by Samson Stormcrow Hayes
I stare down from my perch and think about suicide for the thirtieth time today, but I can’t do it. If the five story fall doesn’t kill me, I don’t want to be at the mercy of the hoard.
I snap open another soda and stare at the horizon as a rainbow forms through the distant rain clouds. It’s beautiful. Then I look down at the writhing ground beneath me and I want to vomit. They crawl over themselves, crushing those at the bottom as they try to reach me. Each day the pile gets a little higher.
I try to focus on the rainbow and the setting sun as it bathes the clouds with a heavenly glow, but the hungry, growling cries below have my hair standing on end.
Turning away from the broken office window, I walk back to the studio. I turn on the cameras and sit down behind the news desk. I stare at the red on air light, but today I can’t think of anything to say. Not that it matters. No one’s listening. I don’t bother to switch off the cameras as I walk away.
I return to the weather station where I spend most of my time studying the screens. I’m still linked up to all the satellites. I can view the atmospheric conditions anywhere on Earth, but I’m only concerned with the few hundred miles surrounding me. I click on my state and examine the latest images. Beneath the white wispy atmospheric clouds are inky stains. Each day they get closer.
When I was in high school, my history teacher taught us about the vast buffalo herds that once roamed the plains. Early explorers said that it looked as if a blackened landscape was in motion. My teacher speculated that the herds were so vast that if viewed from space they would have appeared as a black cloud. The black mass moving toward me aren’t buffalo.
At first, I thought they were fires. There were many fires in the beginning. But when the black cloud remained for days on end, I knew it was the hoard. They’re hungry and I fear they can smell me.
It’s hard to believe it’s been only three weeks since the plague began. If I wasn’t interning far from home, I’m sure I would be dead now, like the others. But I had nowhere to go. I always wanted to work in television, but I never imagined I would go from intern to station manager in 48 hours as everyone abandoned their posts.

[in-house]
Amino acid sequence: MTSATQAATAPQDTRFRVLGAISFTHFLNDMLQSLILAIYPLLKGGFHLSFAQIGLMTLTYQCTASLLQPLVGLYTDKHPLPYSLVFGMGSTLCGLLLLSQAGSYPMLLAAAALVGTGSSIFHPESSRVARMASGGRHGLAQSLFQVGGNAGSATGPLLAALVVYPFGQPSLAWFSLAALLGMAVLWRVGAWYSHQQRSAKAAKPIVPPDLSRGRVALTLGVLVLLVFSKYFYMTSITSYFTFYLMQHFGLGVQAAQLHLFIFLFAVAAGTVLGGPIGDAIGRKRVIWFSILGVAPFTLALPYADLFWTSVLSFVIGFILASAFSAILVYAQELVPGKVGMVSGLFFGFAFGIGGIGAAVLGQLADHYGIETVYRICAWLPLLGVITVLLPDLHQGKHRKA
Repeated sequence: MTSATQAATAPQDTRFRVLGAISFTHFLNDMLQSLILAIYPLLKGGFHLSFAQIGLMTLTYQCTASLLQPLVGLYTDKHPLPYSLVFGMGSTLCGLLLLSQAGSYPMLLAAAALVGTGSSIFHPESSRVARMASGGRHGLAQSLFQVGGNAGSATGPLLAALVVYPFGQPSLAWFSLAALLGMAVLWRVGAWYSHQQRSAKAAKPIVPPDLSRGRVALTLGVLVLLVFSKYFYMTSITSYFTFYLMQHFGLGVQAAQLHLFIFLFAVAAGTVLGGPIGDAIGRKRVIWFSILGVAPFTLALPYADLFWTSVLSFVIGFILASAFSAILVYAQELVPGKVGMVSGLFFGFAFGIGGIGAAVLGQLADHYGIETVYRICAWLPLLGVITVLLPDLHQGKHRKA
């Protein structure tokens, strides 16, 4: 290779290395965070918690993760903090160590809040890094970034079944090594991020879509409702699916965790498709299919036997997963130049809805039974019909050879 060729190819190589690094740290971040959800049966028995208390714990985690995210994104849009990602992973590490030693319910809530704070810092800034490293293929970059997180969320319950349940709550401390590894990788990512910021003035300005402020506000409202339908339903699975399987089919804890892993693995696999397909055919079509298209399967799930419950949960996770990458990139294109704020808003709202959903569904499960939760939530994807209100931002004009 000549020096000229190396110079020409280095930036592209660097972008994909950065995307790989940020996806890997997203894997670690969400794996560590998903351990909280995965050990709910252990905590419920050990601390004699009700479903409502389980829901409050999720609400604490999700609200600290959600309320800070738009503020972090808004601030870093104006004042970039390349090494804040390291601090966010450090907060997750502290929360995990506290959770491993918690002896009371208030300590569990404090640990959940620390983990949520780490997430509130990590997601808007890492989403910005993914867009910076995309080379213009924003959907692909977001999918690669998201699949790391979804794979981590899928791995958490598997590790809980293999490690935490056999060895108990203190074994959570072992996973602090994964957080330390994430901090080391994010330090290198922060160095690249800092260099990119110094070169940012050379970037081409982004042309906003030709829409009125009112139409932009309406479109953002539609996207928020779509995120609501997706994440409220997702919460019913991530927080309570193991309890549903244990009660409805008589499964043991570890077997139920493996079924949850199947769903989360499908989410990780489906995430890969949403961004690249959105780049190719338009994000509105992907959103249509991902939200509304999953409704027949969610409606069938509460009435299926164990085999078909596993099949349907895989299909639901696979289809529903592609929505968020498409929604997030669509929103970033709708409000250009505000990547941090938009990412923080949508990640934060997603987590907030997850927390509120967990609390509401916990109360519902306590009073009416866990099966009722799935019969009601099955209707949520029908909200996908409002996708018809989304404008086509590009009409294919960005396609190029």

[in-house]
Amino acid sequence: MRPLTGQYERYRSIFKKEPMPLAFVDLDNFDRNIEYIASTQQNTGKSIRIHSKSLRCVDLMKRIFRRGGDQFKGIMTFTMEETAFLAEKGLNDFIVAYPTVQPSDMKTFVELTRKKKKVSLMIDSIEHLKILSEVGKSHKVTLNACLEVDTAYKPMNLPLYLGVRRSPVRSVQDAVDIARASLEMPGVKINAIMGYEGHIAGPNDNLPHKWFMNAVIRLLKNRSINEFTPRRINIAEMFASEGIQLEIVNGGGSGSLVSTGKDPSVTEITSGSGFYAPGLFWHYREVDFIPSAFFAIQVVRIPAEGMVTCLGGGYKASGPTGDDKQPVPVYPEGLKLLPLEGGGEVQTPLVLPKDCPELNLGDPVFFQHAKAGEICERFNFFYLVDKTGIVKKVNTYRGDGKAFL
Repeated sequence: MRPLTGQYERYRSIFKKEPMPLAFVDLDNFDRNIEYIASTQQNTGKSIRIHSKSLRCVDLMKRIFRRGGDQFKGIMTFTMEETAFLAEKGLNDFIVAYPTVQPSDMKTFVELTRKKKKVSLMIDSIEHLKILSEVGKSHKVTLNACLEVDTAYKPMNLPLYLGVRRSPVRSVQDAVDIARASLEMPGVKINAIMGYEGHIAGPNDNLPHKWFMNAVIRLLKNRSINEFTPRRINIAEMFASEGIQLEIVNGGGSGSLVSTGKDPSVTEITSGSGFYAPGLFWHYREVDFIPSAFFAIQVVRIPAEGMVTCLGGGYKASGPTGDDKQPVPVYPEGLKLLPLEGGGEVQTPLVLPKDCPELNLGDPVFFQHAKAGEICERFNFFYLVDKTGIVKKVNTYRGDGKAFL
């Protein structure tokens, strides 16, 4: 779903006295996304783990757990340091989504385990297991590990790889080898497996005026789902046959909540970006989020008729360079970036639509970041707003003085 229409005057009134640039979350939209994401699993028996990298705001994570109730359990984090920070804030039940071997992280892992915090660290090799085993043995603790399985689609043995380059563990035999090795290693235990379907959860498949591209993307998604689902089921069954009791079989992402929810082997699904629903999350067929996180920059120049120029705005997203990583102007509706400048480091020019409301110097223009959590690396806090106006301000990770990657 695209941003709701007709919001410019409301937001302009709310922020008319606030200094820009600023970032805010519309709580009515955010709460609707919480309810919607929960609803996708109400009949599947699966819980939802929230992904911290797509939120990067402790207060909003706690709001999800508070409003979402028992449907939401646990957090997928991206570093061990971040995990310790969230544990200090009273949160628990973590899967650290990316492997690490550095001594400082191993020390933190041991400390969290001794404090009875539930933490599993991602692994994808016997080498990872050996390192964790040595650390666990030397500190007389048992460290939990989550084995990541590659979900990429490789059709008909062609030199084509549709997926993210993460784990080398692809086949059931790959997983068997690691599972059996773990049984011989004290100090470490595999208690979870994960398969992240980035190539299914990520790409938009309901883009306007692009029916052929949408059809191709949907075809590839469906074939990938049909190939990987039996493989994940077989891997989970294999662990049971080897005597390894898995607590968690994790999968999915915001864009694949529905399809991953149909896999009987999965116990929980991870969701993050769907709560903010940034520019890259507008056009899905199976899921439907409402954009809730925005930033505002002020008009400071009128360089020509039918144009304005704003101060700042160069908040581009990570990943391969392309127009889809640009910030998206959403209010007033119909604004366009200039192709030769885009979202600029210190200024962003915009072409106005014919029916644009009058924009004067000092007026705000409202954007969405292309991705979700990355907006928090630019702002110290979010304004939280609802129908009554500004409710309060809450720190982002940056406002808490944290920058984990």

I tried calling home, but I could never get through. My last meaningful conversation was with a stranger who saw one of my broadcasts. She called the station sobbing. I asked her a hundred frantic questions, but she wouldn’t answer. She simply wept. I stayed on with her for hours hoping she would calm down. She didn’t scream when they got to her. She merely yelped, like a dog hit by a car. Then she was gone.
I know I should end it, but like that woman, I don’t have the strength. Even though the studio is built like a fortress, they’ll eventually break through. They are coming. Soon there will be so many they’ll make an undead ramp to my fifth floor doorstep.
Ring the dinner bell. I’m waiting.
Samson Stormcrow Hayes writes, … I won my first writing contest when I was in fifth grade for a Halloween story. My prize was merely a giant cardboard pumpkin decoration, but I loved it. I’ve been hooked on short stories ever since. I am the author of Afterlife, a critically acclaimed graphic novel that Joe Haldeman called “… good dark fun, a fascinating story well told.”
Recent published stories include: “Price of War,” a science fiction story that won third place in the SFReader.com annual contest (2014), “Omens” was published in the most recent Havok magazine, and I won first place in a writing contest ($75 prize) for “One of Our Deathbots is Missing!” In the past, I’ve been a regular contributor to The Weekly World News (national publication) and I was a contributing writer to the documentary, “Clouds Over Cuba” a 50th anniversary look at the Cuban Missile Crisis commissioned by the Kennedy Presidential Library. I am also a member of the Horror Writer’s Association.
When I’m not writing, I read, play way too many games on my Xbox and I teach fitness classes to counterbalance my otherwise sedentary lifestyle.